Salt cod: a traditional local Christmas dish with a Spanish twist

For some folks, it's a Christmas Eve tradition. Others prefer to have their "feed" of it Christmas morning. Fisheries Broadcast host Jamie Baker talked to St. John's chef Shaun Hussey for a way to spice up an old favourite.
Shaun Hussey uses Spanish flavours for his salt cod. (Chinched Bistro)

For some folks, it's a Christmas Eve tradition. Others prefer to have their "feed" of it Christmas morning. And others still are finding ways to serve it as party of their party grub.

However you like it, there's no doubt salt cod continues to be a savoured treat in many households in the province. But salt cod isn't just a traditional feast here. It's also a welcome part of the diet in many countries, including everywhere from Portugal to Brazil.

Chef Shaun Hussey, the owner of Chinched Bistro in downtown St. John's, likes to put a twist on how he serves salt cod.

He recently showed the Fisheries Broadcast how to put an international twist on a local favourite.

Here's the recipe!

Spanish Style Bacalao (Salt Cod)

Serves: 6-8


800 g (1.8 lb) dried and salted cod

75 ml (5 tablespoons) grapeseed oil (or cooking oil of choice)

13 medium garlic cloves, peeled

1 large onion (380 g), finely chopped

15 g parsley, finely chopped plus extra for serving

900 g (32 oz) tomato puree

400 g (14 oz) small potatoes, boiled

60 g (2 oz)_almonds, blanched

150 g (5.3 oz) manzanilla olives, pitted

120 g (4.2 oz) guindilla chile (chile largo) in vinegar, drained and whole

5-8 pimientos del piquillo (sweet red Spanish peppers) in salted water, sliced to serve (optional)


The cod must be de-salted and rehydrated before cooking. To do so, place cod in a bowl and cover with water. Change water three times a day for three days.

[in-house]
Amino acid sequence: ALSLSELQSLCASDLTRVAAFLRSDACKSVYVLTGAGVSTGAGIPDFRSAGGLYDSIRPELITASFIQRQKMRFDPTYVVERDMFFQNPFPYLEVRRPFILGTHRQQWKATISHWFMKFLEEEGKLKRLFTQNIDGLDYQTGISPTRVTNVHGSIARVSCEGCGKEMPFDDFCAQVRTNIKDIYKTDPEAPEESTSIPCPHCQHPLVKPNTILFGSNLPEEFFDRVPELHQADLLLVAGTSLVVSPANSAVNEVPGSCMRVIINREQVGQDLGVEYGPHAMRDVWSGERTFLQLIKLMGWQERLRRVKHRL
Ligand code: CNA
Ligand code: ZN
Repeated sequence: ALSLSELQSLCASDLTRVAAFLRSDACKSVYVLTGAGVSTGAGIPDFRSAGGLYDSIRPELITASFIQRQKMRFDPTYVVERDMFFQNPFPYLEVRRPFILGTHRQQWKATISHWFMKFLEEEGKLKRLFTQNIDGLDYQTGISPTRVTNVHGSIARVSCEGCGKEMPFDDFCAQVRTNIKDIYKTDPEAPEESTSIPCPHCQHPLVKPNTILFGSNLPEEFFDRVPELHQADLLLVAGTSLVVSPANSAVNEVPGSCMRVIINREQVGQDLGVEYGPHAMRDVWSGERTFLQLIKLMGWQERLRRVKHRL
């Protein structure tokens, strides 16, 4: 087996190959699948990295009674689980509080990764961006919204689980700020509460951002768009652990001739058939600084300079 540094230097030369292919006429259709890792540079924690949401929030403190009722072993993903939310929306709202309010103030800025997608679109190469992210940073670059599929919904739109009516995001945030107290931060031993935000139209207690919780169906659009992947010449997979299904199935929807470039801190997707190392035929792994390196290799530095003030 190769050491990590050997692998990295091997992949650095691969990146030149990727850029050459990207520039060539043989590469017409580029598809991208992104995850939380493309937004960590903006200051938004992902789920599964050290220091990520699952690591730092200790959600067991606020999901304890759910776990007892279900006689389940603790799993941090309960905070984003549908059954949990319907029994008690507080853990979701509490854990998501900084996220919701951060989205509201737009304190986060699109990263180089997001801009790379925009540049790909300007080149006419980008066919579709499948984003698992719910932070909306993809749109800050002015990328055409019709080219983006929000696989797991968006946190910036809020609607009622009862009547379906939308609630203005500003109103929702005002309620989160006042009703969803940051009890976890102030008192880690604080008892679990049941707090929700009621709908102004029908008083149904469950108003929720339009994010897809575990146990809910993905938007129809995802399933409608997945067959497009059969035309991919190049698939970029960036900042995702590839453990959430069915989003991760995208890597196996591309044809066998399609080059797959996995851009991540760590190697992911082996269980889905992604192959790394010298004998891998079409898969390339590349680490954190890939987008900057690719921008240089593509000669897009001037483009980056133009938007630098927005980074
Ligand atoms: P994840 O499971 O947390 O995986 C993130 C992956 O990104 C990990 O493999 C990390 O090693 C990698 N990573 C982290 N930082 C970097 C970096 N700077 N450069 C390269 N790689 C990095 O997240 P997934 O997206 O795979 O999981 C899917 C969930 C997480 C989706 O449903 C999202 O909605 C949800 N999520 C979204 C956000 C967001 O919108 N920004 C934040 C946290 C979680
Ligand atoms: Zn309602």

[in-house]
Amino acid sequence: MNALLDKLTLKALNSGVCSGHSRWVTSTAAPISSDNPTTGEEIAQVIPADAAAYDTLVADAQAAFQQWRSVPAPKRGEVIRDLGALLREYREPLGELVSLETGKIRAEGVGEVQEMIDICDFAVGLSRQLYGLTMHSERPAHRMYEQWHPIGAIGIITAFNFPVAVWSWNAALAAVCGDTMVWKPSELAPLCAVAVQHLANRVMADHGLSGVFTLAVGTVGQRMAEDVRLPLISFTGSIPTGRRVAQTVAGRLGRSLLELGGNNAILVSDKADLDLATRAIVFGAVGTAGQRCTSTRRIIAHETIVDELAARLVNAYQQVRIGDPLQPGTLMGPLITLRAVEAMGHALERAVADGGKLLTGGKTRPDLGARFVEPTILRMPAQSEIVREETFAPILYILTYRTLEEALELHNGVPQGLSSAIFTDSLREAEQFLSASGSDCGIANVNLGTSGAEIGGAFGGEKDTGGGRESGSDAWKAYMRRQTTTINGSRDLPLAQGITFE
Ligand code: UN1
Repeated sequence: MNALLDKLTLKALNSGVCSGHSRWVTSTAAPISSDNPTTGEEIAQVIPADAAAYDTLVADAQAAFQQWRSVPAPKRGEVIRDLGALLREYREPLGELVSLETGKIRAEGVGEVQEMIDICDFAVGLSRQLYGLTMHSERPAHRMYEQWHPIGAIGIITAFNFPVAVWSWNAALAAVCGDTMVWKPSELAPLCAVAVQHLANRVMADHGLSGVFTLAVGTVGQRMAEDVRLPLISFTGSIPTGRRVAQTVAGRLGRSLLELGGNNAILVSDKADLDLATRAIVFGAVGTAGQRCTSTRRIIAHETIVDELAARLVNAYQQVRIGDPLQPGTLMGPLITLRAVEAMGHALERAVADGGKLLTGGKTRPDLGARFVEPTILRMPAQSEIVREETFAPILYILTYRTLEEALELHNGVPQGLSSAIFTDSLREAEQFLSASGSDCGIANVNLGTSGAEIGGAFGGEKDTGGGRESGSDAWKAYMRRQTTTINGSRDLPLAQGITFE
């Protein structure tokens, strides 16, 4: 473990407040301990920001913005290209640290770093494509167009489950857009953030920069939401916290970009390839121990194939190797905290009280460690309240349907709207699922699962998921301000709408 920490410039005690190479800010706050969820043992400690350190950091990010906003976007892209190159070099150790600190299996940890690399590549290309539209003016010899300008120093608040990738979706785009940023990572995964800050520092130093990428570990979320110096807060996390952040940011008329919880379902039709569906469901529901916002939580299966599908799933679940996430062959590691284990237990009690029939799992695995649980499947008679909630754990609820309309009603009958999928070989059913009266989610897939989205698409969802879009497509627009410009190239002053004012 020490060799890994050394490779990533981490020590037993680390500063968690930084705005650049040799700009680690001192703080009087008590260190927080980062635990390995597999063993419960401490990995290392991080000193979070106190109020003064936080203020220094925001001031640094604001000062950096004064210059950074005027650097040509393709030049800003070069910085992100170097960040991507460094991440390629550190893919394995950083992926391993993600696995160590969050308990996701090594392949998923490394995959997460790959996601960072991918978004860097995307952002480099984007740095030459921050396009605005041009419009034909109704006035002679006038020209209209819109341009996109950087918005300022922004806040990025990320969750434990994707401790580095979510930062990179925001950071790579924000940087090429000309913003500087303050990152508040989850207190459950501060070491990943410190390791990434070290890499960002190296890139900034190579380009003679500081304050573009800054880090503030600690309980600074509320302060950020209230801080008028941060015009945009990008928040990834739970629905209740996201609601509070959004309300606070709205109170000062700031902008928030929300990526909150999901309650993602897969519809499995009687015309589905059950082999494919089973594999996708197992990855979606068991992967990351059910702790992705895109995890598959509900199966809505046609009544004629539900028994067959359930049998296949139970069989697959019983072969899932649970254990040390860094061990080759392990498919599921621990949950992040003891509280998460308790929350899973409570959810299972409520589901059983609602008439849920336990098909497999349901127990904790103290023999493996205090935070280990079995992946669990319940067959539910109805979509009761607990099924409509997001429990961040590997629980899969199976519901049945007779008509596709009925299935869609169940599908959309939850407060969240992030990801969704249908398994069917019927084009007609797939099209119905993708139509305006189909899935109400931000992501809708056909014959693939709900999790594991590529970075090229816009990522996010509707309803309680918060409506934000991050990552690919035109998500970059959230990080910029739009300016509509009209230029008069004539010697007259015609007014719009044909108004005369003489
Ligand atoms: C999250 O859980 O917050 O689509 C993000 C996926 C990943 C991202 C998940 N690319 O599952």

Once rehydrated, the key to the success of this dish is to shred the cod as finely as possible (discarding the skin and bones). You want to end up cod "hairs" — extremely fine strands. 

To cook, heat the oil in a frying pan and fry the garlic cloves until golden in low heat. Once golden, squeeze the cloves with a wooden spoon, take out and discard. Add the onion into the garlic infused oil and sautee until golden brown, squeeze and drain the onion as you did with the cloves, remove from the pan and reserve. Add the parsley to the garlic and onion infused oil and simmer for a few minutes, drain as you did with the garlic and onion and reserve.

Pour the garlic, onion and parsley infused oil into a small bowl (you will be frying the flaked cod in five batches). Add ⅕ of the oil to the frying pan and ⅕ of the cod, fry (stirring constantly) until golden brown and slightly crispy. Repeat with the five batches.

Place the fried cod, reserved onions and parsley into the frying pan and begin to incorporate the tomato puree little by little. The bacalao should in no way be ‘soupy’ nor dry, so adjust the amount of the puree accordingly. Incorporate the potatoes (peeled or unpeeled), almonds, olives, and guindilla chiles. Season according to taste. Just before serving incorporate some roughly chopped parsley.

Bacalao is best prepared the day before (to accentuate the flavours), and can be served both warm and cold.

(And it is pretty incredible as a sandwich with this olive bread).

About the Author

Jamie Baker


Jamie Baker hosts The Broadcast each weekday on CBC Radio.